Relationship Success Workshop

Relationship Success Workshop

Relationships come in all forms: life partners, friends, family, teachers, work colleagues, community and with ourselves. They play an important role in our overall happiness, wellbeing and fulfillment in life. Studies show that strong and lasting relationships help to contribute to long and healthy lives. Is there a relationship in your life that you struggle with and would like to improve? Are you wanting to create a relationship in your life now or in the future? This one day workshop will empower you with knowledge, skills and understanding of relationships: what makes them work, what makes the break down, how to strengthen & protect them and allow them to grow. Through exercises, information, discussion and guided imagery, you will learn how to reduce conflict, make small changes that can strengthen the quality of your relationships, understand the essentials of a strong relationships, learn skills for communicating difficult issues without hurting someone, and find out the key factors in what makes a relationship last or breakdown. Based on 40 years of research from Psychologist John Gottman’s Institute in Seattle, and drawing on the Human Givens approach to Psychotherapy, this workshop is suitable for beginners and experts alike, whether you are single or in a relationship, this workshop will empower you to create and maintain healthy and nurturing relationships, personally and professionally. For more details and to book a place please click the link below: http://www.chrysalis.ie/event-registration/?ee=106  ...
5 steps to repair a damaged relationship

5 steps to repair a damaged relationship

People in painful relationships sometimes remind me of old-fashioned foot soldiers – both people are hiding in fear of attack behind a big shield with their daggers drawn. This is no way to build a close & loving relationship! Joking aside, you need to create a place of safety if you want to repair the damage & make it work. But how do you do that ? There is certainly no quick fix when trust in a relationship has broken down to this extent: you are usually talking about a marathon or a long haul trip, certainly not a sprint. These are some of the most important steps. They may seem like little things but they are not easy & over time, the best research in this area shows, they can make all the difference. 1) Apologise fully for any wrong doing but don’t expect that to be the last of it. If you’ve let your partner down badly in some way, they have every right to be angry & the trust is not going to be repaired easily. 2) Actions speak louder than words-listen to your partners complaints & act on them- but remember that repairing trust is a long haul operation- & be prepared to keep it up under fire! 3) Start noticing & acknowledging what your partner is doing right ( in relationships that are in difficulty we tend to focus only on what our partner is doing wrong – reminding ourselves of what they are doing right can help us to get a better perspective). 4) Give your partner more attention. Attention is the currency of love! We...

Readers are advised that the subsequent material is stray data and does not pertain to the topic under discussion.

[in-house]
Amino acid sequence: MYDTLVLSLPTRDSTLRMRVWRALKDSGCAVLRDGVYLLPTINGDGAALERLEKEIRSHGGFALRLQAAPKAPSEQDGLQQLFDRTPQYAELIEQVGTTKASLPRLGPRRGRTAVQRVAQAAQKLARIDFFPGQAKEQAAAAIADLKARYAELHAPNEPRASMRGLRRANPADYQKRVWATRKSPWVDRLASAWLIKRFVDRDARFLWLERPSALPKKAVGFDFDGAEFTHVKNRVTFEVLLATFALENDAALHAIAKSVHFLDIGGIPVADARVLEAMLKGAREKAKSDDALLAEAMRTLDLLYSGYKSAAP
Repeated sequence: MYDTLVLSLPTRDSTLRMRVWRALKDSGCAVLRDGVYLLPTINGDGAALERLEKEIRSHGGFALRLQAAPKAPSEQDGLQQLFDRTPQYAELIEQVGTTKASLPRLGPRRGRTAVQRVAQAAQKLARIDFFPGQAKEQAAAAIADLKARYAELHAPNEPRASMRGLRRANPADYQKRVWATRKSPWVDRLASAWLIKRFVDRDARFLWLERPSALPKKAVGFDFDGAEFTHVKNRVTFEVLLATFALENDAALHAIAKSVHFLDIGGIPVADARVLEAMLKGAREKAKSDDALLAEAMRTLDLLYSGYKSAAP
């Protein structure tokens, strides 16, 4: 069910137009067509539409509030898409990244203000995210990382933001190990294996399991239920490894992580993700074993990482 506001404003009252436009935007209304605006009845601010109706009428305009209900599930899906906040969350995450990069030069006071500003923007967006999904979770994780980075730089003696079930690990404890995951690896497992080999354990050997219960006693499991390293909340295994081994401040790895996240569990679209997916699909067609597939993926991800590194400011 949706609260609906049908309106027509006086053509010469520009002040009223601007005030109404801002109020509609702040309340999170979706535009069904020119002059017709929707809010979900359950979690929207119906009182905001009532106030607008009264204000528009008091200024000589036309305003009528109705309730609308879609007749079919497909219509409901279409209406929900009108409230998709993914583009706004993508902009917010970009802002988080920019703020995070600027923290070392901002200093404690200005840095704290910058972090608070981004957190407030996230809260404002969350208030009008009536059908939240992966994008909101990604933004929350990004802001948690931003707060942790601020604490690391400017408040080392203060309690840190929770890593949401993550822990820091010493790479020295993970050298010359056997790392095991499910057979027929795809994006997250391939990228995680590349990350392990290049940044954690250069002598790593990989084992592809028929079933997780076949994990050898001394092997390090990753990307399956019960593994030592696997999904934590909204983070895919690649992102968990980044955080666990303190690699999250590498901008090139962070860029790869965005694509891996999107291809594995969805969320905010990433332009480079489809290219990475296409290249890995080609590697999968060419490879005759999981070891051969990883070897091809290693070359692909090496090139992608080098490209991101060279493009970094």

How to raise difficult issues

How to raise difficult issues

All relationships-even the good ones -have some degree of conflict. It is important during conflicts to stick to recent specific complaints-& not throw in anything & everything including the kitchen sink (tempting as that is)! At their heart most conflicts are my need versus your need ( & the most intractable ones are my deepest values & dreams versus your deepest values & dreams). This is a simple & effective way  to bring up difficult issues: 1) Choose your time carefully- ideally when you are both relaxed & getting on 2) Most of what we communicate is not through our words but through our tone & body language- so make sure that you are in the right frame of mind  by reminding yourself before you start of all the things you like about your partner-& the things that they do right! 3) Start with”I” + emotion, for instance, ” I am upset”, “I am hurt” , ” I am scared”. 4) Now name your complaint & make it SPECIFIC, for instance, ” that the kitchen was a mess this morning”, ” that you spent so much on those shoes” ” when I look at our bank balance”. 5) Ask for what you need ( optional) for instance, ” we need to find ways of spending less money”. Research shows that the beginning of a conversation predicts how it will end. In the best relationships people are gentle with each other. Some people, however gently you start a difficult discussion, have had so many experiences of feeling attacked & criticised that they will get defensive no matter how you begin....